Kevin Biondic stepped into the batter’s box on Sunday with an 0-1 count in the top of the seventh inning. He crouched down to bunt, then took a pitch to the mouth.
Rather than walk off for medical help, Biondic dropped to one knee, motioning emphatically to the Terps’ dugout for a trainer to come take a look at his lip.
“The [pitch] just came up and in, just got me in the mouth with the ball,” said Biondic, who had a cut on his lip after Maryland’s series-deciding win over Bryant. “What’re you going to do… it’s just one of those things, it happens.”
After a trainer dabbed the blood off Biondic’s lip, he stepped back into the box, and two pitches later hit the ball toward the shortstop, moving the runner from second to third and reaching on a fielder’s choice. That runner eventually came in to score, helping secure Maryland’s 5-3 win in the rubber match to take the weekend series.
The senior has become a fixture for Terps fans this season, transitioning from a smaller role last year to being the team’s first baseman and occasional relief pitcher. He already has 61 at-bats this season, compared to 68 total at-bats last year.
Last year he could be seen heading down to the bullpen in the middle of a game to throw a few pitches before going in at first base. This year, if Biondic heads to the bullpen in the fourth or fifth, it means he’s going to take the mound later as a reliever.
“I have to run down there and start doing my arm work and get my arm loose a little bit,” said Biondic. “About the sixth…or the seventh I really start warming up to pitch, then I’ll have to go out to the field and throw some warm up pitches, which is kind of strange seeing it out there.”
Biondic started pitching in high school, first as a starting pitcher his freshman year and then sophomore year as a closer for the varsity team. During that time he also played second base, third base and outfield.
“Sophomore year they just said go out there and do whatever you want,” said Biondic. “I figured it out on the mound.”
This summer he returned to the mound for the first time since high school, working as a first baseman and pitcher for the Thunder Bay Border Cats in the Northwoods League in Canada. There, Biondic excelled, batting .254 with 43 hits and 26 RBIs. On the mound he pitched 16 ⅔ innings in seven games, with a 1.62 ERA, one of the team’s best.
“We’re starting to trust him on the mound,” said Maryland head coach Rob Vaughn. “We rolled him out this summer a little bit, we saw him pitch through this fall.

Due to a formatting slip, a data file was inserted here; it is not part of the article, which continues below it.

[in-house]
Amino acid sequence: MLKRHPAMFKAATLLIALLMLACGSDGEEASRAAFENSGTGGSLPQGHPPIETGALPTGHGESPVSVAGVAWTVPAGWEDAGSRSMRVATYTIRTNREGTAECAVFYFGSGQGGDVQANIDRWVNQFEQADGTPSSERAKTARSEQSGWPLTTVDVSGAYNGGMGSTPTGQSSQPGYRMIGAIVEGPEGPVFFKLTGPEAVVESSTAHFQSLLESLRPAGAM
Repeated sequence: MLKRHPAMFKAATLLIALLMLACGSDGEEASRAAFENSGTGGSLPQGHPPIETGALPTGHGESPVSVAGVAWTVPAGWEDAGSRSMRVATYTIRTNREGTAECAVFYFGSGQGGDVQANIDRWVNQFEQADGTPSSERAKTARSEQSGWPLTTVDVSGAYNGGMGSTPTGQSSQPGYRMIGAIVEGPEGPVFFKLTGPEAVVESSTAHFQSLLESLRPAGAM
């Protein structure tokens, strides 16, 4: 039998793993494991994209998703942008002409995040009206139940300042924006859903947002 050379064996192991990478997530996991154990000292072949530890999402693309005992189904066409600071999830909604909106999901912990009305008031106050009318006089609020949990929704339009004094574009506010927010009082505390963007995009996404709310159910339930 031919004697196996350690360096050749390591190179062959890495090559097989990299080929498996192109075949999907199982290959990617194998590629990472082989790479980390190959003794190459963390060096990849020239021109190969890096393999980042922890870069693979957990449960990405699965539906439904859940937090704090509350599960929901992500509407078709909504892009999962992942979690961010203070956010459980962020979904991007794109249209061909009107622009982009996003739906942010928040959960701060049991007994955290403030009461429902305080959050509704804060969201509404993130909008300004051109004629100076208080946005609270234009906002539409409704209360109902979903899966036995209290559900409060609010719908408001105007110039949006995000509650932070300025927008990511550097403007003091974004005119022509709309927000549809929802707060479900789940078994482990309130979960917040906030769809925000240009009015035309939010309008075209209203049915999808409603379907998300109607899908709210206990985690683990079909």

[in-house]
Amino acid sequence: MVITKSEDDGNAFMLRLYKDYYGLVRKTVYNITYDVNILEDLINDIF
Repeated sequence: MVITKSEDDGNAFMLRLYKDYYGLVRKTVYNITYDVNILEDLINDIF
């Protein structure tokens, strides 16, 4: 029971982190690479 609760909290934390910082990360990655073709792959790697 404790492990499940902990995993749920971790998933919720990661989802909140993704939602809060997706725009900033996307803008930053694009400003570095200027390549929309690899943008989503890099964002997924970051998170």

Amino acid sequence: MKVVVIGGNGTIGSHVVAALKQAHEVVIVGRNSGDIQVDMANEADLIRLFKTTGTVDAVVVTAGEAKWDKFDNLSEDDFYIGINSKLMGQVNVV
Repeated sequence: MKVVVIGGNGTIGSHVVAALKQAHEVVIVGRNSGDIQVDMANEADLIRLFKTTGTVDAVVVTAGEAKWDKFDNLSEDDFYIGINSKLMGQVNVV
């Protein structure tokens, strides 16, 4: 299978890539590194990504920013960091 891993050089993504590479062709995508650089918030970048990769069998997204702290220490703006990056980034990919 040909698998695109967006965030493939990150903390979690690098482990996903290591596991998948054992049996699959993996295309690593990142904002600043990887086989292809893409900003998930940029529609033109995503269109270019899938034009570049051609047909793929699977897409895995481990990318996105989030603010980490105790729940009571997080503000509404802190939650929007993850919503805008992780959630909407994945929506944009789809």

“He might go give up some runs and this and that, but he’s just been a reliable guy. You know what you’re getting out of him. You know you’re going to get a guy that competes. You know you’re going to get a guy that’s not scared.”
Biondic is currently hitting .262 with 14 RBIs, nine of which came during the Johnny Gardner Law Group Invitational in Conway, South Carolina, earlier this season. During the first game of the series Biondic acted as closer, pitching the last inning and securing the 11-4 win over Radford.
“Everybody knows he’s a hard worker and he’s going to bring a lot of energy,” said senior catcher Justin Morris. “He’s also one of our toughest guys…everybody can just look to him when times are tough.”
Biondic attributes some of this toughness to his career as a hockey goalie at Brother Rice High School in Chicago.
“It’s made me tougher, definitely. I think getting pucks shot at you from close range and very fast helps me with picks and whatnot [at first base].”
But it’s not just hockey that’s made him tough. To Vaughn it’s just part of Biondic’s makeup.
“He is a tough dude,” said Vaughn. “He’s very very selfless…if we hit .150 and win the game, he does not care one bit, all he cares about is us succeeding. I think [that] just lends itself to him having success as a senior.”
According to Vaughn, Biondic’s success isn’t just on the baseball field.
“That guy’s going to do some really cool things one day,” said Vaughn. “He’s a good student, he’s worked his tail off in the classroom to do a good job there.”
After he finishes his time at Maryland, Biondic, a criminal justice major, wants to join the Chicago police force. He then hopes to work his way up to become a member of a SWAT team.
“I want to try to make Chicago a little safer,” said Biondic.
His attitude and goals both on and off the field have proven that he’ll always be a team player, whether he’s protecting the streets of Chicago, or protecting a one-run lead for the Terps.
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